vSphere Replication Introduction

VMware vSphere Replication is a virtual machine data protection and disaster recovery solution. It is fully integrated with VMware vCenter Server and VMware vSphere Web Client, providing host-based, asynchronous replication of virtual machines. vSphere Replication is a proprietary replication engine developed by VMware that is included with VMware vSphere Essentials Plus Kit and higher editions of VMware vSphere, VMware vSphere with Operations Management editions, and VMware vCloud Suite editions.

vSphere Replication features and benefits

  • Simple virtual appliance deployment minimizes cost and complexity.
  • Integration with vSphere Web Client eases administration and monitoring.
  • Protect nearly any virtual machine regardless of operating system (OS) and applications.
  • Only changes are replicated, which improves efficiency and reduces network utilization.
  • Recovery point objectives (RPOs) range from 15 minutes to 24 hours and can be configured on a
  • per–virtual machine basis..
  • Compatibility is provided with VMware Virtual SAN, traditional SAN, NAS, and local storage.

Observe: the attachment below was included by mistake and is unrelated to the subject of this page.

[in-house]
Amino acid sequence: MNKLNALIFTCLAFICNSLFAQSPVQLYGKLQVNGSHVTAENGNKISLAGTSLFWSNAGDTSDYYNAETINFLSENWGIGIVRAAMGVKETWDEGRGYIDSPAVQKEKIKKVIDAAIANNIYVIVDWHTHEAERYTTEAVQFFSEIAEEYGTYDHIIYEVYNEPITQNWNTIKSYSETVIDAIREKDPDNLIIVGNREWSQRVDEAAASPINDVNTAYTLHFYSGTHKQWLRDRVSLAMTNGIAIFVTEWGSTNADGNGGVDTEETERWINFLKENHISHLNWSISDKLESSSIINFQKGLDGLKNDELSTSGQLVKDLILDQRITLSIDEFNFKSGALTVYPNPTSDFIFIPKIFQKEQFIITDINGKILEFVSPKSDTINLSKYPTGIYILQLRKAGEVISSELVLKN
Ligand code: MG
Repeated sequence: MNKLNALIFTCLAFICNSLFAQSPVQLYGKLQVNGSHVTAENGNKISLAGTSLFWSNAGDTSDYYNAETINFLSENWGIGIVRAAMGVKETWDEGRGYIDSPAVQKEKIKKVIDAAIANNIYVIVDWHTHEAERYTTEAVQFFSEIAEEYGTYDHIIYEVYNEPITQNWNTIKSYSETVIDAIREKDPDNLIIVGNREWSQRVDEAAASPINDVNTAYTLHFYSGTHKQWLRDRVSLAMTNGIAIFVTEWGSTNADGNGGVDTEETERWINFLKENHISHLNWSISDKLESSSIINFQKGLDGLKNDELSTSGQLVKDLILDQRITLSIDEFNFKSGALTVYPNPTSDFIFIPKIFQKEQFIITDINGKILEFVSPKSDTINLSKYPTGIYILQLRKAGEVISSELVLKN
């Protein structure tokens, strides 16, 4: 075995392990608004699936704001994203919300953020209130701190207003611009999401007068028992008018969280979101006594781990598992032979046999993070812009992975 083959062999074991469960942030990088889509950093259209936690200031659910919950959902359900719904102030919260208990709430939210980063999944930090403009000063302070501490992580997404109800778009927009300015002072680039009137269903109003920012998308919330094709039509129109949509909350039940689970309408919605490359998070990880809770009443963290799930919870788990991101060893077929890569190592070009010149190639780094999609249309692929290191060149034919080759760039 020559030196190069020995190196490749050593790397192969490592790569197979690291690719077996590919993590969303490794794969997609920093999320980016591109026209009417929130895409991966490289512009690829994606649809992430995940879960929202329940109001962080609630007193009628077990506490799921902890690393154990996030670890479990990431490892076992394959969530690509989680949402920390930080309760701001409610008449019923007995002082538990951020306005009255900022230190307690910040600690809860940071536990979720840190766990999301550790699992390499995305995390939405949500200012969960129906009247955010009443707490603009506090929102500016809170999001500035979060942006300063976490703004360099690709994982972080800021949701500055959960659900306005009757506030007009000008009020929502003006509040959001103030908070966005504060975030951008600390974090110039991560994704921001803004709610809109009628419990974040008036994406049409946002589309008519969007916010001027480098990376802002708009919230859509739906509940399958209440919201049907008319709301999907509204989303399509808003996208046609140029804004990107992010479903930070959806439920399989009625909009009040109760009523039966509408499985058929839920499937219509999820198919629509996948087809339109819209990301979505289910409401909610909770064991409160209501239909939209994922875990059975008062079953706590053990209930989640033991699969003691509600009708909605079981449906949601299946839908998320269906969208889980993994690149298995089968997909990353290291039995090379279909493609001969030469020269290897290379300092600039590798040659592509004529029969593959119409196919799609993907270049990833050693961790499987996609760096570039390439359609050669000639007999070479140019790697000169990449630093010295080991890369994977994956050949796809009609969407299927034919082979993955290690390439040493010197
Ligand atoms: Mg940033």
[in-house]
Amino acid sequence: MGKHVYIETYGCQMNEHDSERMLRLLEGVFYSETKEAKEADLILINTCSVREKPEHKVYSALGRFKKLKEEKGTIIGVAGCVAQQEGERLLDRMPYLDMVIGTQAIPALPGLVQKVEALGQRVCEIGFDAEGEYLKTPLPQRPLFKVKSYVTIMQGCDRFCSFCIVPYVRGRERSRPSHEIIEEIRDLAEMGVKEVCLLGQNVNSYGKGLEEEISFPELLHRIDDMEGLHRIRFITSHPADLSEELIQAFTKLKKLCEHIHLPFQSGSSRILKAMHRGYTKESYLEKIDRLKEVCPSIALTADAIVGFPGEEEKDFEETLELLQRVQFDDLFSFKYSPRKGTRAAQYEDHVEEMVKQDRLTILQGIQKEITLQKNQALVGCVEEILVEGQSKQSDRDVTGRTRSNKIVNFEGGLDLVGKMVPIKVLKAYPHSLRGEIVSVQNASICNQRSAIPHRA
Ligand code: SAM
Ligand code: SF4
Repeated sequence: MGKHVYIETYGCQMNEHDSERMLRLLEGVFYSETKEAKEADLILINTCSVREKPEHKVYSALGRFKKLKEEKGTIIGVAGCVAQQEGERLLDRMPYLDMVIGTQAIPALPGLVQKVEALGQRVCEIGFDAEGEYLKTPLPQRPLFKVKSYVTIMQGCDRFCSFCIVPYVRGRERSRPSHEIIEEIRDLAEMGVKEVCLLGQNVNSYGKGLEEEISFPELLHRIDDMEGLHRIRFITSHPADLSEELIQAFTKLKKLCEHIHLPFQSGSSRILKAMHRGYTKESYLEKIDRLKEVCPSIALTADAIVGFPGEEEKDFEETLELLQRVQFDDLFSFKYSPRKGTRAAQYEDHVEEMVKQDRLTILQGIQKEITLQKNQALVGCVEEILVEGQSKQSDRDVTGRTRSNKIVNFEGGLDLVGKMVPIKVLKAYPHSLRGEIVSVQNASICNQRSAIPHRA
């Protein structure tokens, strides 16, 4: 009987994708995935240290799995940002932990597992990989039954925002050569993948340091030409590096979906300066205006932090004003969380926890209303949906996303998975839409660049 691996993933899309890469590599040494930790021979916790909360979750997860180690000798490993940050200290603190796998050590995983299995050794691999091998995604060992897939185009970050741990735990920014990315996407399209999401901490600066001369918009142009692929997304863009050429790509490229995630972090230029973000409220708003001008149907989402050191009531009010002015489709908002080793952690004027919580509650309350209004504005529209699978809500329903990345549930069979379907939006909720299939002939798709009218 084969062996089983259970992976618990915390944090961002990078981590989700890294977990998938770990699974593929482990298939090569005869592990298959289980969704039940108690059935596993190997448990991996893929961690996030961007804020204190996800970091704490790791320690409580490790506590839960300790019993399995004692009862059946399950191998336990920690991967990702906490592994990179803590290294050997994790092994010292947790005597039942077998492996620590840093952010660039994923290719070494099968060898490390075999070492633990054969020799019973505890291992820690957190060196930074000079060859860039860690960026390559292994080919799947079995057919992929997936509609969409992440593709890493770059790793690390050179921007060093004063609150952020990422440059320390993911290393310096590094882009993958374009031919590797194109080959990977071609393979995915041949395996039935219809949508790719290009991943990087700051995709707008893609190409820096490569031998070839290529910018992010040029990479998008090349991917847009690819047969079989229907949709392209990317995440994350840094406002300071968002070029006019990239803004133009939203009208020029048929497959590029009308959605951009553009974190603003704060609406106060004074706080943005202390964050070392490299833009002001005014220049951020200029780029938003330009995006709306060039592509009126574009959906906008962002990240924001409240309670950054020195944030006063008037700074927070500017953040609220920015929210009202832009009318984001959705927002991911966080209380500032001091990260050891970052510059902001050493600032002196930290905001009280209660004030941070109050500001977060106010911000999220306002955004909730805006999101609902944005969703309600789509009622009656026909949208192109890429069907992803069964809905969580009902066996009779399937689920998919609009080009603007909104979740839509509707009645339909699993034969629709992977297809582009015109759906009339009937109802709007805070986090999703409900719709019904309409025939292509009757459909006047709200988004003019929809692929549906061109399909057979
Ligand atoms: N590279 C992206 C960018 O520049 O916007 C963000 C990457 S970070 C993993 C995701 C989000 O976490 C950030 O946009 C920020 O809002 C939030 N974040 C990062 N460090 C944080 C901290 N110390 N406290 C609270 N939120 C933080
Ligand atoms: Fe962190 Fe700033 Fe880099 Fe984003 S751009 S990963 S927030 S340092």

• Quick recovery for individual virtual machines minimizes downtime and resource requirements.
  • Optional network isolation and compression help secure replicated data and further reduce network
  • bandwidth consumption.
  • Support for Microsoft Volume Shadow Copy Service (VSS) and Linux file system quiescing improves reliability of recovered virtual machines

Architecture Overview

vSphere Replication 6.0 requires vCenter Server 6.0, either the Windows implementation or the Linux-based VMware vCenter Server Appliance. VMware vCenter Single Sign-On is also required. If using vSphere Replication with vCenter Site Recovery Manager, the versions of the two must be the same. For example, vSphere Replication 6.0 is the only version of vSphere Replication supported with vCenter Site Recovery Manager 6.0.